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The Downbeat: The Utah Jazz are winners

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The Utah Jazz haven’t had spent many days as a sub .500 team.

NBA: Oklahoma City Thunder at Utah Jazz Russ Isabella-USA TODAY Sports

The Utah Jazz may have never won an NBA title so far, but that doesn’t mean they aren’t winners. We’ve had it pretty good as Jazz fans. (Just purge that Corb era from existence)

First off, wow is really all I can say about the San Antonio Spurs. That’s insane. But we as Jazz fans have been pretty spoiled as well. And it would appear that Dennis Lindsey’s re-tooling on the fly this summer has worked out pretty well. I’m sure there are plenty more winning seasons ahead of us.

While I’m not the biggest fan of the name of the Vivint SmartHome Arena, I will say that Vivint has had some solid advertising the past couple years. Check out the work they’ve put in with the Jazz so far this year.

Pretty good stuff that had me laughing. Much better than the typical Utah advertising. These are good additions to this one from last year.

Tuesday is Fan Post day! And we’ve got more stuff to share this week thank to all of you!

tvilla1203 got us thinking about player rotations for this season, from the starters, the marvels, to the closers. Check it out here.

First, I would like to premise that I am only going to list 3 lineups I think will be key this year. Also, I am going to provide how I think the minutes will be distributed to each player for fun and explain why I think it will end this way. I encourage you to counter me or provide what you believe the best lineups are going to be.

mitchdowd24 decided to take a stab at some predictions for Western Conference teams:

6. Jazz- I'm a Jazz fan. Year is going to be tough but I'm cool with where we are 46-36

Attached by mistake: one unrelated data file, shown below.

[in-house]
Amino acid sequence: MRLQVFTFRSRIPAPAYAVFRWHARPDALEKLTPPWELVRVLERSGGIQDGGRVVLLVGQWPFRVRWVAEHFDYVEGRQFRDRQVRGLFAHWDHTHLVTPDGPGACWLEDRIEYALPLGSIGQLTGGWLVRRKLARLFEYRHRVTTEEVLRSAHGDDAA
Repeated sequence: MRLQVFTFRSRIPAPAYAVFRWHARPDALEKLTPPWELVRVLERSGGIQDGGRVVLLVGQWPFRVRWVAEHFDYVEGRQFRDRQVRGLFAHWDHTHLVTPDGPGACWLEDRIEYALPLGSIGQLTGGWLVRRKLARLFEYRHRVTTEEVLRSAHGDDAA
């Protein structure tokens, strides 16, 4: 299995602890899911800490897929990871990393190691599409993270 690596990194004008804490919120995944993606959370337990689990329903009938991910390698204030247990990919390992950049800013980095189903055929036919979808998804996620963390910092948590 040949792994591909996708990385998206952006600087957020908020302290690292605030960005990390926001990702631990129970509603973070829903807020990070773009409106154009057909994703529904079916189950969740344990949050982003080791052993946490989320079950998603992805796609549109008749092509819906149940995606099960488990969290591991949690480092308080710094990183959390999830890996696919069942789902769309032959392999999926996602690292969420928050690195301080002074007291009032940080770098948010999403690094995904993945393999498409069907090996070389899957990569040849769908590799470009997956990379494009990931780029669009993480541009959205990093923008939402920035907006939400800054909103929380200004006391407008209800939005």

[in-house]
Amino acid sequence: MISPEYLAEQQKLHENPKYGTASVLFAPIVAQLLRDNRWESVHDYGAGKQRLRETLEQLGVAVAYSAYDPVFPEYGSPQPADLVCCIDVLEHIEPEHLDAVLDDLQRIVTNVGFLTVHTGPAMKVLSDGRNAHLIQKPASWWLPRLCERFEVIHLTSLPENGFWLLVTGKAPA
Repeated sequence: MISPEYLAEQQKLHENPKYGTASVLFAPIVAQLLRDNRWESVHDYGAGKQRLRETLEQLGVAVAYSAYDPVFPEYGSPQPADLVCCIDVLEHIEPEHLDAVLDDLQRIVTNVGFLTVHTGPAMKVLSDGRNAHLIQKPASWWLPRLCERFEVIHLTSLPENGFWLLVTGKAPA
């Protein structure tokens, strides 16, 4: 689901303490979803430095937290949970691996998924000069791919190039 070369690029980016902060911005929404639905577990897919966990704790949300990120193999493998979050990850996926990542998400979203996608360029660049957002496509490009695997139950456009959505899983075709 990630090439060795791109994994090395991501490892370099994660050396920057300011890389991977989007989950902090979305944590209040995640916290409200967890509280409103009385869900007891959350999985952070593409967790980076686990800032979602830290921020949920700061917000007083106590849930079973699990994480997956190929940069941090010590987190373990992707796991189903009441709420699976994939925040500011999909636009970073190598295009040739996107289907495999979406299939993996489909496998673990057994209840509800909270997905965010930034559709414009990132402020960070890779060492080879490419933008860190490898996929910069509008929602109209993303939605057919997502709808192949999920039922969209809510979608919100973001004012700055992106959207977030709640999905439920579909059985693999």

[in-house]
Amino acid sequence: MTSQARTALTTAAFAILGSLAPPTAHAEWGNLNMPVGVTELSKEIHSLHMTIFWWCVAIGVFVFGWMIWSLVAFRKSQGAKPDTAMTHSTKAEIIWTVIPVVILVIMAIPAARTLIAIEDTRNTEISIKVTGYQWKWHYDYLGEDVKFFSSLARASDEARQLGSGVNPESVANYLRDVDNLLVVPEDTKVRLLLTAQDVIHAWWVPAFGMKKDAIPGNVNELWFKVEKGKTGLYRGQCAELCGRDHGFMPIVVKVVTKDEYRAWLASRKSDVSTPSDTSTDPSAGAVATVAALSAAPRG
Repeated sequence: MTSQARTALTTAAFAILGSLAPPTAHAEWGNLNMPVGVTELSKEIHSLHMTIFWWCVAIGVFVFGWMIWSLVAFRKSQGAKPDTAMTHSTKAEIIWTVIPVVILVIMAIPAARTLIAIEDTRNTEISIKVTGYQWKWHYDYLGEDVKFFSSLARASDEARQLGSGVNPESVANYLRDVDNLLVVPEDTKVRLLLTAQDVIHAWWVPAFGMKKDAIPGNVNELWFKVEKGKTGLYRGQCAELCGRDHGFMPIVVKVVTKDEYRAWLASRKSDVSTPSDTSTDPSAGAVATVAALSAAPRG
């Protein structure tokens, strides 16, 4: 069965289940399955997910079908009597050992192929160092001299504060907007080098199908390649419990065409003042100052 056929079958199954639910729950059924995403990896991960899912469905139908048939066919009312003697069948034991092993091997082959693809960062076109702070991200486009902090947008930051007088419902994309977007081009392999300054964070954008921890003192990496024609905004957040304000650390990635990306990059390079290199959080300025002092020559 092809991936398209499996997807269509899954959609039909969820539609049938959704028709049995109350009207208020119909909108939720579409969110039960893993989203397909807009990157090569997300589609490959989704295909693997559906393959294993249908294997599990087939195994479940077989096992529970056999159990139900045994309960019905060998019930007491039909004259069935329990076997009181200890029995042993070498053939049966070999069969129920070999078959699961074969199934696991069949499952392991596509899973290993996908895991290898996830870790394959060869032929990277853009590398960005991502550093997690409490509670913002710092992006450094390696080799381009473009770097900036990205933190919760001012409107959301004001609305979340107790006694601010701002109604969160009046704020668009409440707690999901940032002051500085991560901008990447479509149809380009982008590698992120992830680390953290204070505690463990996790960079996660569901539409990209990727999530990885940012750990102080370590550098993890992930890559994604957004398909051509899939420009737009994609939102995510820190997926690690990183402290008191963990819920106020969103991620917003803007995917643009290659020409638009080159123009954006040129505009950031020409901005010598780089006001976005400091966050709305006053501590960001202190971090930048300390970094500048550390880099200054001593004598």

Click through to see the rest of the content they put up for us Jazz fanatics.

Cleaning The Glass put out an article recently to discuss the Plus-Minus statistic. I think this serves as a great reminder as we enter the new season on what this stat means, what it doesn't, and how to best use it.

The allure of plus-minus, then, is that it promises to capture everything a player does and quantify it in a simple way. But that makes it easy to become overconfident in those numbers. Depending too much on plus-minus can lead to mistaken evaluations, for two main reasons: basketball is random, and basketball is contextual.

Since plus-minus only looks at the score, randomness can affect it greatly in small minutes. Teams miss open shots, they catch fire and go on runs, they have extra motivation at some times and push through injuries at others. If a player happens to be on the court when opponents are going through a particularly hot stretch of shooting, their plus-minus numbers aren’t necessarily reflecting their play, because those numbers are tied to things the player can’t control. It takes a lot of minutes for the randomness to settle.

And more importantly, basketball is all about context. Who a player shares the court with, who they go up against, and how the coach uses the player — all of these make a big difference in the team’s results when the player plays, potentially drowning out anything the stat can capture about the player’s true impact.

Ricky Rubio is pointed out as a plus-minus darling, despite playing for the Timberwolves for his entire career so far.

In every year but one (his sophomore season), Rubio’s teams have been far better when he’s played than when he’s sat. The Wolves have not been a great team in this time, even with Rubio on the court — but their performance has fallen off a cliff when he’s been on the bench. Last year they had the point differential of a 42-win team with Rubio in the game, but of just a 27-win team when he was out. And that’s one of the smaller changes over the last few years! In 2015-16, Minnesota played at the level of a 44-win with Rubio in, but of just a 15-win team with him on the bench. And in 2013-14, those expected win numbers changed by a whopping 31 wins — the Wolves played like a 58-win team with Rubio on the floor but just a 27-win team with him sitting. Those are superstar level numbers.

Rubio doesn’t fit the profile of a star. He has never been a good finisher and he hasn’t hit threes at a high enough rate to make the defense respect him from distance. But he seems to have been doing something that makes his team much better when he is in the game.

If these numbers are picking up on something real, though, the Jazz got a steal: a high-level point guard on a good contract in exchange for a late first-round pick.

Speaking of plus-minus studs, Ekpe Udoh has been killing it so far this year. What a steal his contract already his. This point, however, is about his off-court contributions.

It’s really cool to see a guy so passionate and engaged in something like this. Thanks for making the world a better place Udoh. Also, we could use a sold nickname for his blocks this year.